No one has hours to scour the papers to keep up with the latest news, so we’ve curated the top news stories in the field of Forensic Science for this week. Here’s what you need to know to get out the door!

 

This week in forensic science header

 
 
State Forensics Panel Approves Use of Family DNA to Solve Crimes After Slain Jogger’s Family Pushed for the Technique (New York Daily News – 6/16/2017)
  • In a historic move that could change the face of criminal investigations, a state panel approved the use of familial DNA to solve violent crimes, officials said Friday.

 
 
London Fire may Have Destroyed DNA Needed to ID Victims (The Republic – 6/16/2017)
  • As firefighters keep searching the charred ruins of the Grenfell Tower public housing complex with sniffer dogs and drones, Metropolitan Police commander Stuart Cundy said there was “a risk that, sadly, we may not be able to identify everybody.”

 

Silent Witness: What Human Remains Can Tell Us (The Irish Times – 6/17/2017)
  • For murder investigators the remains of a body are more than just evidence. They are a silent witness, to use forensic pathologists’ term for the incredible amount of information that even a preliminary examination provides about how the person died.

 

How Are Rape Kits Processed? (Statesman Journal – 6/17/2017)
  • The lengthy testing period paired with a limited number of scientists who juggle other casework may have contributed to the growing backlog of rape kits in Oregon.

 

Cats and Humans: DNA Reveals a Complex, Ancient Love Story (CBS News – 6/19/2017)
  • A DNA study reached back thousands of years to track that conquest and found evidence of two major dispersals from the Middle East, in which people evidently took cats with them. Genetic signatures the felines had on those journeys are still seen in most modern-day breeds.

 

Virginia Deserves Applause for its Work to Eliminate a Rape Kit Backlog (The Washington Post – 6/19/2017)
  • So when authorities undertake to eliminate the existing backlog and prevent future ones, it is a sign of a new approach that prioritizes getting justice for victims and holding offenders accountable. That is what is happening in Virginia, and it should be applauded.

 

Improving a Database to Help Identify a Vehicle by Using Paint Fragments (Forensic Magazine – 6/20/2017)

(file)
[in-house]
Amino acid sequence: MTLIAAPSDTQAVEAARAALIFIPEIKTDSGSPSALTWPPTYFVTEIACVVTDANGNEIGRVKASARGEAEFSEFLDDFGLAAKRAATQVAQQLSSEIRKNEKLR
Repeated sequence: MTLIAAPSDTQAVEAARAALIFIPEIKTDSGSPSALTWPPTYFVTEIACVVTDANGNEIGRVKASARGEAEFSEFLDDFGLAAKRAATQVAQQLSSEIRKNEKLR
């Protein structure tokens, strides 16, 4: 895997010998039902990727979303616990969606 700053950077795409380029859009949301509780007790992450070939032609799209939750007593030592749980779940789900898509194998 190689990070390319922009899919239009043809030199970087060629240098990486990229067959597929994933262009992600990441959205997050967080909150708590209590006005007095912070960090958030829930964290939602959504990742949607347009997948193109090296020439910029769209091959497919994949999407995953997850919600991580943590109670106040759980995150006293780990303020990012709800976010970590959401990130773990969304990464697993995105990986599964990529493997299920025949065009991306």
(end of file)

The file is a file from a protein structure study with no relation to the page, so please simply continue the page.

• For years, investigators have relied on the Paint Data Query database, developed by the Royal Canadian Mounted Police, to identify the make of a vehicle by matching the physical attributes, chemical composition, and infrared spectrum of the paint, primers, and clear coating layers. The Paint Data Query database contains more than 21,000 automotive paint samples that correspond to more than 84,000 individual paint layers used on most domestic and foreign vehicles sold in North America.

 

Pacemakers and Other Cardiac Devices Can Help Solve Forensic Cases (Forensic Magazine – 6/20/2017)
  • Pacemakers and other cardiac devices can help solve forensic cases, according to a study presented today at EHRA EUROPACE – CARDIOSTIM 2017. Devices revealed the time and cause of death in some cases where autopsy failed to do so.

 

The DNA Detective: How DO You Trace Your Family 70 Years After You’ve Been Abandoned as a Newborn Baby? (Daily Mail – 6/20/2017)
  • Linda, 72, believed she was destined to never know who her birth parents were. Her mother had asked a stranger to keep watch of her baby, but never returned. Step forward ‘DNA detective’ Julia Bell, 47, who may have unlocked family secret

 

DNA Labs International Identifies Suspect in Double Homicide Case Using STRmix™ (Laura Burgess Marketing – 6/20/2017)
  • The Manatee County Sheriff’s Office submitted evidence taken from a vehicle involved in the case to DNA Labs International, a private forensic laboratory in Broward County, Florida, to process the DNA. By using STRmix™, DNA Labs International was able to determine that Dwayne Cummings and three unknown persons had contributed to the mixed DNA profile. Not only did the use of STRmix help to identify a perpetrator in the case, but it has also validated that STRmix is adequately robust enough for implementation in forensic laboratories and cases..

 

Not a Lawn Mower, but a Moose: Swedish Death Investigation Yields Unique Results (Forensic Magazine – 6/21/2017)
  • The preliminary conclusion by local authorities was that she had been killed elsewhere in a gruesome way: by use of a riding reel lawn mower. But the detailed investigation by a team of experts, published in the latest Journal of Forensic Sciences, came upon an even more unlikely scenario: she had been killed in a brutal moose attack.

 

Exclusive: Bone-Sniffing Dogs to Hunt for Amelia Earhart’s Remains (National Geographic – 6/21/2017)
  • In what may be the best chance yet to learn the famous aviator’s fate, forensic dogs are headed to a Pacific island to search for her bones.

 

Everything Worth Knowing About… Ancient DNA (Discover Magazine – July/August 2017)
  • Today, technological advances allow scientists to read billions of letters from the genomes of ancient humans and other organisms, transforming our view of history and evolution.

 

 

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